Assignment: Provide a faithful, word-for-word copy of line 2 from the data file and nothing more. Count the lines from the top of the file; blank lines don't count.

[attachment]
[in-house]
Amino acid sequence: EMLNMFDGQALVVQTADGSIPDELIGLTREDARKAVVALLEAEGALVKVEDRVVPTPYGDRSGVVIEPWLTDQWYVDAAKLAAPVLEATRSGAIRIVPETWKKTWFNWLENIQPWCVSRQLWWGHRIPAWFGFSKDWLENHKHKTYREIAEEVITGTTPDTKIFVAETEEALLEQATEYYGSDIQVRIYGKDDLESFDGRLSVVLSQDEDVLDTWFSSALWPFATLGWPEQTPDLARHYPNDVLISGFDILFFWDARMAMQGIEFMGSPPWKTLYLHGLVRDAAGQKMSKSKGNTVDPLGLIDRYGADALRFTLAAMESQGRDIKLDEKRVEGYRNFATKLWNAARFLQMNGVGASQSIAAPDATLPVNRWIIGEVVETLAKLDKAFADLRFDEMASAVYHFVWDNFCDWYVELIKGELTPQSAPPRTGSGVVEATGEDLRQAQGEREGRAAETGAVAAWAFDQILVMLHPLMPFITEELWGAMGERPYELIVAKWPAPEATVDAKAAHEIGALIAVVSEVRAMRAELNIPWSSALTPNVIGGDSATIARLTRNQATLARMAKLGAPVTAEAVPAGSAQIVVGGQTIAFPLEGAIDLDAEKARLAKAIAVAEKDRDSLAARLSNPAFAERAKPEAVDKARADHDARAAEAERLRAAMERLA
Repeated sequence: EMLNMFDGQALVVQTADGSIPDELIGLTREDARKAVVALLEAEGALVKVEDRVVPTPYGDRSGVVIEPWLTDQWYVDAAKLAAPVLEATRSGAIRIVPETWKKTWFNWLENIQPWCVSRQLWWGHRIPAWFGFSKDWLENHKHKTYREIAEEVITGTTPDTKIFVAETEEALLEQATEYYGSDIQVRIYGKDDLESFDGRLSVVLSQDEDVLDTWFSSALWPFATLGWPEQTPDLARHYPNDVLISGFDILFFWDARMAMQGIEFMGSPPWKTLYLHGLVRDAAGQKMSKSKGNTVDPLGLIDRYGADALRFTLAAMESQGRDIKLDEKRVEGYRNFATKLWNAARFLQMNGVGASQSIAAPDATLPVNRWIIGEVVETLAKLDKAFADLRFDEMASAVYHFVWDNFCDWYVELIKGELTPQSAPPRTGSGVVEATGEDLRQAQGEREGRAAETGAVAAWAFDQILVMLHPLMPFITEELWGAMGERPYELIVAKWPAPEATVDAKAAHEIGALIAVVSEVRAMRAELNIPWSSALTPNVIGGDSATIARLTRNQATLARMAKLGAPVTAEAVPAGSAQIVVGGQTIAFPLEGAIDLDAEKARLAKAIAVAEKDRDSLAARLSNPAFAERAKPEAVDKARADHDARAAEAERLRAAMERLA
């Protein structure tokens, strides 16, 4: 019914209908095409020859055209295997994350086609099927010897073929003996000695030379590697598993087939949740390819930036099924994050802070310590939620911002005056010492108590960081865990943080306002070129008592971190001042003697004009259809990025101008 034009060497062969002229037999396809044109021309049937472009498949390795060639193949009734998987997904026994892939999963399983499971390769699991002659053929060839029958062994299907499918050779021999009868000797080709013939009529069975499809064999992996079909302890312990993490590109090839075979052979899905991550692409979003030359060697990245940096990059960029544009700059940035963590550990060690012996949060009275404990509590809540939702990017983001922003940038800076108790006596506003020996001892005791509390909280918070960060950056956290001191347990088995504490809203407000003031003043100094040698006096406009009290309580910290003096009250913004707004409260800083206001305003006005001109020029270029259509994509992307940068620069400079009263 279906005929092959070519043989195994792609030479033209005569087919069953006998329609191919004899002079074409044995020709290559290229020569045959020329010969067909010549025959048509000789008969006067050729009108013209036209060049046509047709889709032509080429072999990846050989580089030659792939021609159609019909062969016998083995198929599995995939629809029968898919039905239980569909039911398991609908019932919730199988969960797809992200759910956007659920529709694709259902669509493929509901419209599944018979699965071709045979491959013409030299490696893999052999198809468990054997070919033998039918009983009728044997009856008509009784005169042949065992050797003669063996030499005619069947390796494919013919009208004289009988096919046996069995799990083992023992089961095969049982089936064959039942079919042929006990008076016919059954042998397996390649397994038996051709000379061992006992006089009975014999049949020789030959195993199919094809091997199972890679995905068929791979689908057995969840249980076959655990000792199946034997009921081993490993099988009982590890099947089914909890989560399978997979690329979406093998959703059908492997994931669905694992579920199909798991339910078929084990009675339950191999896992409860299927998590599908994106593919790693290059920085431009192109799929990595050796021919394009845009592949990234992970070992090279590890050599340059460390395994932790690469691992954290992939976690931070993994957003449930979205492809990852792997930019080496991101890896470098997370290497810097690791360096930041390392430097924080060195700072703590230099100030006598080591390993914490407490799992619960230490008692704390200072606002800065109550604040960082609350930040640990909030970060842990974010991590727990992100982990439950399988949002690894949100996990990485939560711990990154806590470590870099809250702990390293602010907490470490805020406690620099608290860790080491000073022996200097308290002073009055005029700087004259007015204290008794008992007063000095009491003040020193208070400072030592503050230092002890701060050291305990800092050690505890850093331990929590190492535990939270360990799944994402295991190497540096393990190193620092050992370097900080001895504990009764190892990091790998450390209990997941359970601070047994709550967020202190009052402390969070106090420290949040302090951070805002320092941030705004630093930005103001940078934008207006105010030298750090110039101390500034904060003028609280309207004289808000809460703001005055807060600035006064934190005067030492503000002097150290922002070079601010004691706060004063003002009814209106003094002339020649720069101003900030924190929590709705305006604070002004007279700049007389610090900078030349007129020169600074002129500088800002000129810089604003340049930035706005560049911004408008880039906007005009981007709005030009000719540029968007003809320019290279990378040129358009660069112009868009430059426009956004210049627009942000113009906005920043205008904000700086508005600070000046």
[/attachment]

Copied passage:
Amino acid sequence: EMLNMFDGQALVVQTADGSIPDELIGLTREDARKAVVALLEAEGALVKVEDRVVPTPYGDRSGVVIEPWLTDQWYVDAAKLAAPVLEATRSGAIRIVPETWKKTWFNWLENIQPWCVSRQLWWGHRIPAWFGFSKDWLENHKHKTYREIAEEVITGTTPDTKIFVAETEEALLEQATEYYGSDIQVRIYGKDDLESFDGRLSVVLSQDEDVLDTWFSSALWPFATLGWPEQTPDLARHYPNDVLISGFDILFFWDARMAMQGIEFMGSPPWKTLYLHGLVRDAAGQKMSKSKGNTVDPLGLIDRYGADALRFTLAAMESQGRDIKLDEKRVEGYRNFATKLWNAARFLQMNGVGASQSIAAPDATLPVNRWIIGEVVETLAKLDKAFADLRFDEMASAVYHFVWDNFCDWYVELIKGELTPQSAPPRTGSGVVEATGEDLRQAQGEREGRAAETGAVAAWAFDQILVMLHPLMPFITEELWGAMGERPYELIVAKWPAPEATVDAKAAHEIGALIAVVSEVRAMRAELNIPWSSALTPNVIGGDSATIARLTRNQATLARMAKLGAPVTAEAVPAGSAQIVVGGQTIAFPLEGAIDLDAEKARLAKAIAVAEKDRDSLAARLSNPAFAERAKPEAVDKARADHDARAAEAERLRAAMERLA